Ferdinand Packs A Powerful Message – Movie Review

This week, my family and I went to see the new movie Ferdinand. Ferdinand is based on the classic children’s book by Munro Leaf, and tells the story of an unusual bull that is more interested in flowers than in fighting in the bullfighting ring.

I’ve long been a fan of Ferdinand, having first seen the Academy Award-winning 1938 Disney short as a kid. My grandparents had a copy of the book that my sister and I read countless times. The original story is a classic “fish out of water” tale, in which the protagonist finds himself mistaken for a ferocious bull after he’s stung by a bee. He ends up being dragged to Madrid to compete in the bullfighting ring, and manages to escape a terrible fate by not fighting.

Ferdinand the Pacifist?

This charming children’s story has also been a source of controversy since its publication in 1936. The tale of a peaceful young bull who prefers peaceful contemplation to carnage was quickly perceived as having a pacifistic message. Consequently, both Hitler and Franco famously banned the book. The story wasn’t published in Spain until after Franco’s death in 1975! 

Even as a kid, I always found the story somewhat implausible. I suppose it reflects my skeptical nature, but I had a hard time believing they left Ferdinand off the hook so easily.

Thankfully, the 2017 film takes the story in a new direction. Ferdinand manages to escape a bullfighting camp quite early in the story. Fortunately, he’s rescued by a loving family that appreciates him for his kind nature, rather than his fighting prowess. However, thanks to a mishap at a flower festival (involving a bee, in a nod to the original story), he ends up returning to his old stomping grounds. Ferdinand quickly learns that fighting in the ring is not a legitimate path to freedom for either himself or his friends in the training camp, and he sets out to save himself and the other bulls.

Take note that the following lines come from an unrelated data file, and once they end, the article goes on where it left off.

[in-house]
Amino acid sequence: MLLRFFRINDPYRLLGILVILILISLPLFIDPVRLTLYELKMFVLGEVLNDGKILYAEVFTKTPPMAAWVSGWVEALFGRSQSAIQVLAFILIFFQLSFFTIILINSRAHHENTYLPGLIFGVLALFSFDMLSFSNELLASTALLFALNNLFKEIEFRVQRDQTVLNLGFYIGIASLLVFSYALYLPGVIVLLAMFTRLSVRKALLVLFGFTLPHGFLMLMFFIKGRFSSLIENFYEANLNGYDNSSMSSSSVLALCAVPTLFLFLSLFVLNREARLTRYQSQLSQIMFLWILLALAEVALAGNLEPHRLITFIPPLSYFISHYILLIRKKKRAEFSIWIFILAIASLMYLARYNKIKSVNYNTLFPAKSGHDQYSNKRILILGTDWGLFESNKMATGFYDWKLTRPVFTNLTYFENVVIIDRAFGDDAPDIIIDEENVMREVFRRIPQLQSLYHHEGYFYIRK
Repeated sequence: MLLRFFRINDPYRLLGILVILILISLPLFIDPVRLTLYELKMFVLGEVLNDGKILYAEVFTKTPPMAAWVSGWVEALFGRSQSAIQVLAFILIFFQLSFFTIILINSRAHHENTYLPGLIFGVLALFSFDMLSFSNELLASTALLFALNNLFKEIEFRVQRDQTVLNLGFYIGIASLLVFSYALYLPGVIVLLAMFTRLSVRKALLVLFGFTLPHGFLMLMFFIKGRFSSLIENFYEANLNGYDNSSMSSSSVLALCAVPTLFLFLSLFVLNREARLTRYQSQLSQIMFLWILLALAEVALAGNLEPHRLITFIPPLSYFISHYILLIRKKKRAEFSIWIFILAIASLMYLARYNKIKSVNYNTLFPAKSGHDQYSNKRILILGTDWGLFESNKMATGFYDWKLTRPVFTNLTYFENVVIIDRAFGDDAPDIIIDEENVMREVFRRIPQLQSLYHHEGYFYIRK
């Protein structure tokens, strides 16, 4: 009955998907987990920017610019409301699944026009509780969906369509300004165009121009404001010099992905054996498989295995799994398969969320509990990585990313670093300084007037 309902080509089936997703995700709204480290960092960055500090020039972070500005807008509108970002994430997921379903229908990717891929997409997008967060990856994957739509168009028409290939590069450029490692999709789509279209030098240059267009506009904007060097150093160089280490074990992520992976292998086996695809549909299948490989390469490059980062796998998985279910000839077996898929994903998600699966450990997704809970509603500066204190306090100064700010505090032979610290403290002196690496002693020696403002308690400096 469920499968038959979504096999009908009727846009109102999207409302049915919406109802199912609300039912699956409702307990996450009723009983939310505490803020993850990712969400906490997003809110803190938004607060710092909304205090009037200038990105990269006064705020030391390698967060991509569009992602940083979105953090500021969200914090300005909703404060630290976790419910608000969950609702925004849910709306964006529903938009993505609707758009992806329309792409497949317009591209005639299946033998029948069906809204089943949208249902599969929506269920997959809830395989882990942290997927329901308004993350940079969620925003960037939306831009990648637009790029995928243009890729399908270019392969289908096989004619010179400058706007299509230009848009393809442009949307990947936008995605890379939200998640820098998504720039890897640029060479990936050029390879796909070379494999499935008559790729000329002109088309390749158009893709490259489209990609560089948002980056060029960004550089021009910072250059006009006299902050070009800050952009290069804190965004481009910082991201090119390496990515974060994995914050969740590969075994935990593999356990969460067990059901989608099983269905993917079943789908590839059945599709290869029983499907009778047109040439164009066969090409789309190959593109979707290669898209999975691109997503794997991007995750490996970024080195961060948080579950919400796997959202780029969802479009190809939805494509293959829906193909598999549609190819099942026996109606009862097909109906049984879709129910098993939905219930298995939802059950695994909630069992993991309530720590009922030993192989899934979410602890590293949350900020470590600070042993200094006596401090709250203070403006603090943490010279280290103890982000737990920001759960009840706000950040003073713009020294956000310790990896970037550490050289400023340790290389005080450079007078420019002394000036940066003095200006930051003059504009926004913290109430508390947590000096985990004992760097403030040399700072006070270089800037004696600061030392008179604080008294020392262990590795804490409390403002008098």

Seeing The Story of Ferdinand in a New Light

I was really impressed with Blue Sky Studios’ willingness to approach this story from a new angle. The new story of Ferdinand still celebrates the idea of being yourself. But unlike the classic version, instead of focusing purely on Ferdinand’s unique personality, it pursues the idea that all sentient beings deserve the freedom to define their own lives. It’s unapologetically a film about animal rights, and they don’t shy away from the harsh realities of life for farmed animals. There’s even an entire scene that takes place in slaughterhouse. Critically, throughout that scene, the filmmakers manage to walk the line between humorous and scary. It’s very well done, and as I explain in my video review, as a parent with young kids I was relieved that it wasn’t too frightening (though my kids did need to be reassured that Ferdinand would be okay).

Ferdinand is a lovely film that presents a very clear message about bullfighting, together with a strong overall message about animal rights. It’s not to be missed!

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